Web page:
|Publication number||US7492758 B2|
|Application number||US 10/669,314|
|Publication date||Feb 17, 2009|
|Filing date||Sep 23, 2003|
|Priority date||Sep 23, 2003|
|Also published as||US7590106, US20050064894, US20090040968, USRE42271|
|Publication number||10669314, 669314, US 7492758 B2, US 7492758B2, US-B2-7492758, US7492758 B2, US7492758B2|
|Inventors||Jeffrey A. Kusnitz, James J. Sliwa|
|Original Assignee||International Business Machines Corporation|
|Export Citation||BiBTeX, EndNote, RefMan|
|Patent Citations (7), Referenced by (13), Classifications (29), Legal Events (4)|
|External Links: USPTO, USPTO Assignment, Espacenet|
The invention relates to a wireless telephone handset and an intelligent base station that connects a call either to the public switched telephone network (PSTN) or to a packet network using Voice over IP (VoIP) based on a per call selection algorithm.
At the present time, it is becoming commonplace for users to communicate via speech using packet networks in lieu of the standard public switched telephone network. Voice over IP (Internet Protocol) is typically used to provide this capability. Users can select from a variety of products including wired VoIP desk sets and wireless systems that use both proprietary protocols between a handset and a base station, as well as the wireless LAN 802.11 protocols. Of course, users can also select from any number of wireless telephones that connect to the PSTN. However, if one wishes to avail him or herself with access to both types of networks, one must acquire a separate system for each, one for VoIP gateway dialing and the other for wireless traditional PSTN dialing, and manually select which system to use on any given telephone call.
The invention addresses the problems by providing a telephone system that in a first respect is capable of placing or receiving calls over the PSTN or a packet network. The preferred embodiment for packet communications is via the TCP/IP protocol. In a second aspect of the invention, the telephone system has the capability of storing multiple telephone numbers for each potential called party along with preferences that govern the order of selecting telephone numbers to service any given outgoing call. Some or all of the telephone numbers can be associated with a presence service. Cell phone operators already have the ability to collect and distribute presence indicators. Other telephones that are associated with computers can be associated with presence services at the present time. All telephones will no doubt have this capability at some time in the future. For the telephone numbers that are associated with a presence service, presence indicators stored in the telephone system are dynamically updated via the packet network connection and are used as part of the telephone number selection algorithm.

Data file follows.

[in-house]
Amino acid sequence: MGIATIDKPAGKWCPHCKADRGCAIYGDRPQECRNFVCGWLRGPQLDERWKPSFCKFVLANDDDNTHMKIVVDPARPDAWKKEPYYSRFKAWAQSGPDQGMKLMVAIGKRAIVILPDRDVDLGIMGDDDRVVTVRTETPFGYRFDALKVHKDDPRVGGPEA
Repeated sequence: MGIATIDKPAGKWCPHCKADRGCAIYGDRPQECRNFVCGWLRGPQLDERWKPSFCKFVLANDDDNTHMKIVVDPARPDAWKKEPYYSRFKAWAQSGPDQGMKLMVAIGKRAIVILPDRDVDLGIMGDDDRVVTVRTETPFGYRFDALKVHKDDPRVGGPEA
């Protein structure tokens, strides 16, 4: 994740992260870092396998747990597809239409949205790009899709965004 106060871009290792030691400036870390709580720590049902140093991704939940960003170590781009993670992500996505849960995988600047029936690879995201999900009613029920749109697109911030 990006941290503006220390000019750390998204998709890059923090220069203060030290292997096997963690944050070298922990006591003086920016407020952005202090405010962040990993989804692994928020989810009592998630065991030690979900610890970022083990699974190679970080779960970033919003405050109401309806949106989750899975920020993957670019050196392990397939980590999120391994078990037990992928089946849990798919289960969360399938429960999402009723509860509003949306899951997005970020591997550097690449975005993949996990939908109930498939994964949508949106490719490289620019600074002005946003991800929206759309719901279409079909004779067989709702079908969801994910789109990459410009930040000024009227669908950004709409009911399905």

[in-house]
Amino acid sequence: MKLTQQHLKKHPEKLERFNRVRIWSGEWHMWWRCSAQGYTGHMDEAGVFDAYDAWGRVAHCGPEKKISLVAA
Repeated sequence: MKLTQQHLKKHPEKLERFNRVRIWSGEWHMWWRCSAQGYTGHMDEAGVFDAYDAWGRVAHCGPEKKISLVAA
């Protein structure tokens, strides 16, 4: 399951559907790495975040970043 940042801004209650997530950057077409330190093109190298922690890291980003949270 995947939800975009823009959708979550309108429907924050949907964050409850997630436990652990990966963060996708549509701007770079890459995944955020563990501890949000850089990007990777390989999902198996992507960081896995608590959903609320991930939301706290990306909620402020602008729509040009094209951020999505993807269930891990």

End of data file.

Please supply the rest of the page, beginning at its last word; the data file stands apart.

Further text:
In the preferred embodiment, the telephone system is a wireless system comprising a base station and a handheld mobile device such as a wireless telephone handset or Personal Data Assistant (PDA) equipped with a microphone and speaker. A user of the telephone system configures the system over a Local Area Network (LAN) using a browser at a workstation. The mobile device or the base station could also be equipped as well to perform configuration using either a keypad or voice recognition technology. Configuration includes among other things adding names and telephone numbers to a database in the telephone system. Configuration also includes the selection of a preference algorithm to control the order in which telephone numbers are dialed to attempt connection with a called party and whether any given call is routed first over the packet network or the PSTN. The selection of PSTN or VOIP can be based on many algorithms. In the preferred embodiment, the user can configure the selection of routing by time of day or area code. Certainly, these preference algorithms are intended as examples and not to be limiting. The dynamically adjusted presence indicators, of course, play a large role in the selection of telephone numbers.